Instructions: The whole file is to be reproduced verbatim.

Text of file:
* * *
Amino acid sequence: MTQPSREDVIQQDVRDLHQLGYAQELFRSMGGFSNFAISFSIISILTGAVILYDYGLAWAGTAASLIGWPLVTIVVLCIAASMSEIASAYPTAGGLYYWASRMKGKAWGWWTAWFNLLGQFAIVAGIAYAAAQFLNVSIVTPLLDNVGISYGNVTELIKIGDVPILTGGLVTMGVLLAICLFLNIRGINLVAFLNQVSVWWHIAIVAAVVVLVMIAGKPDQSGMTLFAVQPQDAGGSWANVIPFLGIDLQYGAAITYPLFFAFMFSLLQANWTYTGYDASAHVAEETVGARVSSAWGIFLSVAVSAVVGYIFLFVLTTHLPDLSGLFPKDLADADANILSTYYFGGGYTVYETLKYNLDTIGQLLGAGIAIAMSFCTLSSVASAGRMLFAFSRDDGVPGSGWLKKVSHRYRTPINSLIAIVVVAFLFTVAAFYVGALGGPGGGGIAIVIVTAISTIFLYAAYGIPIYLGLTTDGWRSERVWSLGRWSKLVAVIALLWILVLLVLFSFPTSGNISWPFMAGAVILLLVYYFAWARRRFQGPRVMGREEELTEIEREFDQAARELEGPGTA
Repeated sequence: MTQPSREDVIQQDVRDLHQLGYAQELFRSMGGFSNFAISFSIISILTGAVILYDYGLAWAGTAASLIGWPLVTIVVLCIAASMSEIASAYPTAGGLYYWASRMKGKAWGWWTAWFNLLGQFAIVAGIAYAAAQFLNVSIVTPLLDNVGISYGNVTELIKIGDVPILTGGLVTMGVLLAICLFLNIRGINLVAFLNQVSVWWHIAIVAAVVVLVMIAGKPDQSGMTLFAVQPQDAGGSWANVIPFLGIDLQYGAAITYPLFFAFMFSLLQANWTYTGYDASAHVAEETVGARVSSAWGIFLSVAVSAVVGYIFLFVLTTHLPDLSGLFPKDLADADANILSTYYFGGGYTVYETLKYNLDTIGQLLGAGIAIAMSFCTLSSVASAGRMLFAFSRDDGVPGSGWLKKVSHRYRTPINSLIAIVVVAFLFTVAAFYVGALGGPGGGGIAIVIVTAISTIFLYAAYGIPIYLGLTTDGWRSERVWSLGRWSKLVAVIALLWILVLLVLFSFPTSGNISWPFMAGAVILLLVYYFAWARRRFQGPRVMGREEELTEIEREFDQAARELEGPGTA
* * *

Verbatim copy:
Amino acid sequence: MTQPSREDVIQQDVRDLHQLGYAQELFRSMGGFSNFAISFSIISILTGAVILYDYGLAWAGTAASLIGWPLVTIVVLCIAASMSEIASAYPTAGGLYYWASRMKGKAWGWWTAWFNLLGQFAIVAGIAYAAAQFLNVSIVTPLLDNVGISYGNVTELIKIGDVPILTGGLVTMGVLLAICLFLNIRGINLVAFLNQVSVWWHIAIVAAVVVLVMIAGKPDQSGMTLFAVQPQDAGGSWANVIPFLGIDLQYGAAITYPLFFAFMFSLLQANWTYTGYDASAHVAEETVGARVSSAWGIFLSVAVSAVVGYIFLFVLTTHLPDLSGLFPKDLADADANILSTYYFGGGYTVYETLKYNLDTIGQLLGAGIAIAMSFCTLSSVASAGRMLFAFSRDDGVPGSGWLKKVSHRYRTPINSLIAIVVVAFLFTVAAFYVGALGGPGGGGIAIVIVTAISTIFLYAAYGIPIYLGLTTDGWRSERVWSLGRWSKLVAVIALLWILVLLVLFSFPTSGNISWPFMAGAVILLLVYYFAWARRRFQGPRVMGREEELTEIEREFDQAARELEGPGTA
Repeated sequence: MTQPSREDVIQQDVRDLHQLGYAQELFRSMGGFSNFAISFSIISILTGAVILYDYGLAWAGTAASLIGWPLVTIVVLCIAASMSEIASAYPTAGGLYYWASRMKGKAWGWWTAWFNLLGQFAIVAGIAYAAAQFLNVSIVTPLLDNVGISYGNVTELIKIGDVPILTGGLVTMGVLLAICLFLNIRGINLVAFLNQVSVWWHIAIVAAVVVLVMIAGKPDQSGMTLFAVQPQDAGGSWANVIPFLGIDLQYGAAITYPLFFAFMFSLLQANWTYTGYDASAHVAEETVGARVSSAWGIFLSVAVSAVVGYIFLFVLTTHLPDLSGLFPKDLADADANILSTYYFGGGYTVYETLKYNLDTIGQLLGAGIAIAMSFCTLSSVASAGRMLFAFSRDDGVPGSGWLKKVSHRYRTPINSLIAIVVVAFLFTVAAFYVGALGGPGGGGIAIVIVTAISTIFLYAAYGIPIYLGLTTDGWRSERVWSLGRWSKLVAVIALLWILVLLVLFSFPTSGNISWPFMAGAVILLLVYYFAWARRRFQGPRVMGREEELTEIEREFDQAARELEGPGTA